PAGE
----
Turkey’s banking watchdog head has said the banking sector in the country is likely to grow by some 10 percent per annum over the next 10 years.
At a press meeting in Ankara on Wednesday, Mukim Öztekin -- the newly appointed president of the Banking Regulation and Supervision Agency (BDDK) -- noted that banks in Turkey has grown at an average rate of 10.5 percent over the past decade. “They are highly likely to follow a similar [growth] trend for the next 10 years,” he said, cautioning however that the priority must be the soundness of the financial industry. “For us, the health of the sector is equally or even more important than its growth. [Yet] I believe there is much progress banking in Turkey will observe,” he underlined.
Öztekin succeeded Tevfik Bilgin at the helm of the banking watchdog late last month. Turkish media previously quoted him as warning bankers in the country to not make gloomy remarks about the future of the sector. “Some say they don’t know what will happen tomorrow. Then why do you do banking? What kind of investment and entrepreneurial approaches are these? There is no such thing. Of course there are risks but we are making a lot of arrangements to minimize those risks, trying to help our banks become more protected against any risk. If there are still people uttering such words despite all our work, I only say that they cannot see if they are not paying attention. Those who do can clearly see everything,” Öztekin said in a Sabah daily report on Wednesday. He said in the report that he believes the banking sector has profoundly benefited from political and economic stability in Turkey, particularly after the 2000 and 2001 successive domestic financial crises. “We won’t show mercy to those who want to destroy this,” he was quoted as saying by Sabah. Other reports interpreted his strong words as a bold start to a position in which he will have profound weight against the banks and in relation to the way those lucrative entities work.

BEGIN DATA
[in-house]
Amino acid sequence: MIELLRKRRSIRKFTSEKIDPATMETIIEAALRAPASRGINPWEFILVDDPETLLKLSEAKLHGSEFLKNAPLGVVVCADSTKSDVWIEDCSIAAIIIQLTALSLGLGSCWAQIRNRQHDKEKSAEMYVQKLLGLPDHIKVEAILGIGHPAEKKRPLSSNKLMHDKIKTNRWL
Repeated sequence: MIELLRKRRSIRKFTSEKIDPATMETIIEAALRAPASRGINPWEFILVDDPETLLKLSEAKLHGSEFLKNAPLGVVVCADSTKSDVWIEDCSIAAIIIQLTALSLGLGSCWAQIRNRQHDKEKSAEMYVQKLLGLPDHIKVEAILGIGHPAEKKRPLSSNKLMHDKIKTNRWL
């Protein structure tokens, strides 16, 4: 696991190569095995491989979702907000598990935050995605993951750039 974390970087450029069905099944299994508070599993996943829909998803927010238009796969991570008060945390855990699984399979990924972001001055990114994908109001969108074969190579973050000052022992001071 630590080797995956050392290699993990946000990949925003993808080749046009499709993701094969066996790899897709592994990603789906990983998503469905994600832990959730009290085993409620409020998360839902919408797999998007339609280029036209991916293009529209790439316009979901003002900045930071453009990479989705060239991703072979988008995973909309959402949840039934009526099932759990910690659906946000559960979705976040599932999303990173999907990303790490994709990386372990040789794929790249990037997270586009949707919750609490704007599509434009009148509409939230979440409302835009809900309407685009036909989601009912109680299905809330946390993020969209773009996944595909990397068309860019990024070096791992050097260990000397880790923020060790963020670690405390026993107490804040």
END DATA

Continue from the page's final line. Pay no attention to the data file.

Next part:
As of May this year, the banking sector’s total assets in Turkey were TL 1.27 trillion ($700 billion), up more than 4 percent compared to the beginning of the year. The total volume of loans banks have extended to corporations and individuals increased by nearly TL 70 billion in the first half of this year. “It’s one of our main targets to have more choices for the consumers and help them have access to banking services at lower costs,” he said at the press meeting.